Tuesday, August 28, 2007

Just give them the money?

How much does the Federal government spend on programs to help poor people every year?

According to the National Priorities Project, 14% on "income security" and 4% on "education, training, employment and social services."

18% of 2 trillion dollars (the total Federal budget) is 360 billion dollars.

That's a darn convenient number-- the total number of people below the poverty line is about 36 million (according to the census bureau). Divide dollars by people and you get a nice, even $10,000 spent for every man, woman, and child under the poverty line. $40,000 for a family of 4, $30,000 for a family of 3, $20,000 for a family of 2.

Which is pretty astounding, considering:
the weighted average poverty threshold for a family of four in 2006 was $20,614; for a family of three, $16,079; for a family of two, $13,167; and for unrelated individuals, $10,294.
Why isn't it as simple as:
1. Everybody fills out an income tax form.
2. If your income is below the poverty line, then the IRS sends you a check to make up the difference, including any taxes you had to pay.

Then we can argue about where the poverty line should be drawn, and whether it's moral to increase the poverty line for people lucky enough to be born US Citizens (or lucky enough to manage to immigrate here) from $10,000 to $12,000 when most of the world's population survives on less than $1,000 per year.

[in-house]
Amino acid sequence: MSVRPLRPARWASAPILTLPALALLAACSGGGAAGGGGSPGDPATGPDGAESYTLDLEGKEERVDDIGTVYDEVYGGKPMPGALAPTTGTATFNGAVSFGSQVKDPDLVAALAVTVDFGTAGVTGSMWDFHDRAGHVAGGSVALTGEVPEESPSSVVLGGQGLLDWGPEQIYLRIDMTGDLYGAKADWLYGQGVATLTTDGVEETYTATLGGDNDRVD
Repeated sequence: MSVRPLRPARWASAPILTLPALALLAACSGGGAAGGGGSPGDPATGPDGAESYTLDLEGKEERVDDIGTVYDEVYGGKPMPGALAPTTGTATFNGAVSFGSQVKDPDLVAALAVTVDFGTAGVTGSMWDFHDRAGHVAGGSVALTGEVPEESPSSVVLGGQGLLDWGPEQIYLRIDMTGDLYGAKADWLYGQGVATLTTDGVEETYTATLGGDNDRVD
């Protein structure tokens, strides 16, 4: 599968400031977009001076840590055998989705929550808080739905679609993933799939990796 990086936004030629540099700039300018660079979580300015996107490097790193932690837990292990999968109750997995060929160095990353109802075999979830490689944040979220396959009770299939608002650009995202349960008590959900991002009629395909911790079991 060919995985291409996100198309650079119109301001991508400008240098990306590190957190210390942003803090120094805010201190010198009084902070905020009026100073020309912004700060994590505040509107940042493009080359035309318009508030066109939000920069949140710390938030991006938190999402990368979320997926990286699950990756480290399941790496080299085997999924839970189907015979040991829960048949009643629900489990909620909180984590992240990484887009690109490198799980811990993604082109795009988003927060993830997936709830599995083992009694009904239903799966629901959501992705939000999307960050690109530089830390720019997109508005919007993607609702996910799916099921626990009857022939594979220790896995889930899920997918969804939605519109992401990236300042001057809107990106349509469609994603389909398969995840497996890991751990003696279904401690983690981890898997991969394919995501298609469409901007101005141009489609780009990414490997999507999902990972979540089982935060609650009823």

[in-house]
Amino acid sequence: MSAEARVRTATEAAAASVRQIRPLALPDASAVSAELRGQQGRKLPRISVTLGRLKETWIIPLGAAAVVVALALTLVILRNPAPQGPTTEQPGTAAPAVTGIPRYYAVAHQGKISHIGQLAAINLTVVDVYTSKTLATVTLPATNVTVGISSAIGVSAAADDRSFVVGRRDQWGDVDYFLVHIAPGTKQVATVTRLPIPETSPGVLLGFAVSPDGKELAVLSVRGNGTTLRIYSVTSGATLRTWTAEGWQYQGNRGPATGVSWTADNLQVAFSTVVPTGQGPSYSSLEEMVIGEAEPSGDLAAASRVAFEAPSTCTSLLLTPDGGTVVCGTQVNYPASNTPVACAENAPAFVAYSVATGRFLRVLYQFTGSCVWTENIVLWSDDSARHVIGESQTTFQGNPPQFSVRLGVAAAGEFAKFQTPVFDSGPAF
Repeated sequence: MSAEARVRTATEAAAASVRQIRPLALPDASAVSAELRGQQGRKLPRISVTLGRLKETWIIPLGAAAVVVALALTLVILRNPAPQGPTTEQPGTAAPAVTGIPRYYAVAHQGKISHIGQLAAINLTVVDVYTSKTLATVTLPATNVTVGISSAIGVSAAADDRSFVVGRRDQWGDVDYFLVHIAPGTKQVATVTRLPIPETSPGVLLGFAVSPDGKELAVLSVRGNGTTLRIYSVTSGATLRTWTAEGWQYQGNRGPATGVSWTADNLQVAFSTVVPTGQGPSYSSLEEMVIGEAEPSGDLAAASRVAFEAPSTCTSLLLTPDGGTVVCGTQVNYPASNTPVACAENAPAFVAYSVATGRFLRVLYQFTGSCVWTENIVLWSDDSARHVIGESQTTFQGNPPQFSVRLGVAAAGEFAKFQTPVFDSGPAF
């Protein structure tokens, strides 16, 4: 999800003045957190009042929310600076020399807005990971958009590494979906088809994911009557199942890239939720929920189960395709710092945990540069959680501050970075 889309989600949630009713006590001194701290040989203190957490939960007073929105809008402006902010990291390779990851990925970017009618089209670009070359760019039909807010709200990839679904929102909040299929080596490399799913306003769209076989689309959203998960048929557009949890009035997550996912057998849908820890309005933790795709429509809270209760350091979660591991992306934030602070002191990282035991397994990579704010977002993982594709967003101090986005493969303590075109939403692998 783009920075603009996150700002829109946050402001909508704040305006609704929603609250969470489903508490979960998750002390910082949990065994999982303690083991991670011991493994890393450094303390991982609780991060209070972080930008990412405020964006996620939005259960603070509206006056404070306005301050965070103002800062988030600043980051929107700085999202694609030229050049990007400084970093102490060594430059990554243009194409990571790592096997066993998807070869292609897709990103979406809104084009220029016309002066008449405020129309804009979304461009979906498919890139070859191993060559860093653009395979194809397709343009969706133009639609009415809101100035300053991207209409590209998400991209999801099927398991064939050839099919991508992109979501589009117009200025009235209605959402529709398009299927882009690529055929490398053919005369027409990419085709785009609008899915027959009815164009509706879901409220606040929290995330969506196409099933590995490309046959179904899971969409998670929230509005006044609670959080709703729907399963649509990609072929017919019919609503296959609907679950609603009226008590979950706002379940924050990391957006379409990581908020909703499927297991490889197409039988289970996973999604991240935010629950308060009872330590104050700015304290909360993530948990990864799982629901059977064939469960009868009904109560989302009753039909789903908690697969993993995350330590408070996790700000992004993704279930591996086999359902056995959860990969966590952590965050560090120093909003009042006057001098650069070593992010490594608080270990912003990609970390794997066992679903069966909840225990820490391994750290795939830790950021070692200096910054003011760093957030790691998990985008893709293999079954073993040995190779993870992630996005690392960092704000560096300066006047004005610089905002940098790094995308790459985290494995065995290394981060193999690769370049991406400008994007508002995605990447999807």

UPDATE: I asked the National Priorities Project what "Income Security" means, and it is NOT all for helping poor people. It's:
Income security is a 'function area' defined by the federal government that includes general retirement and disability insurance (excluding social security); federal employee retirement and disability; unemployment compensation; housing assistance; food and nutrition assistance; and some other stuff (e.g. TANF, child care, foster and adoption services, supplemental security income).

1 comment:

Gavin Andresen said...

Before somebody else says it: we don't just give them the money because that would create huge disincentives to actually do any productive work. Why earn $8,000 per year and get $2,000 for free if you could instead earn $0 and get $10,000 ?

Still, it seems like we should be able to come up with a more efficient way of getting money to the people who really and truly need it...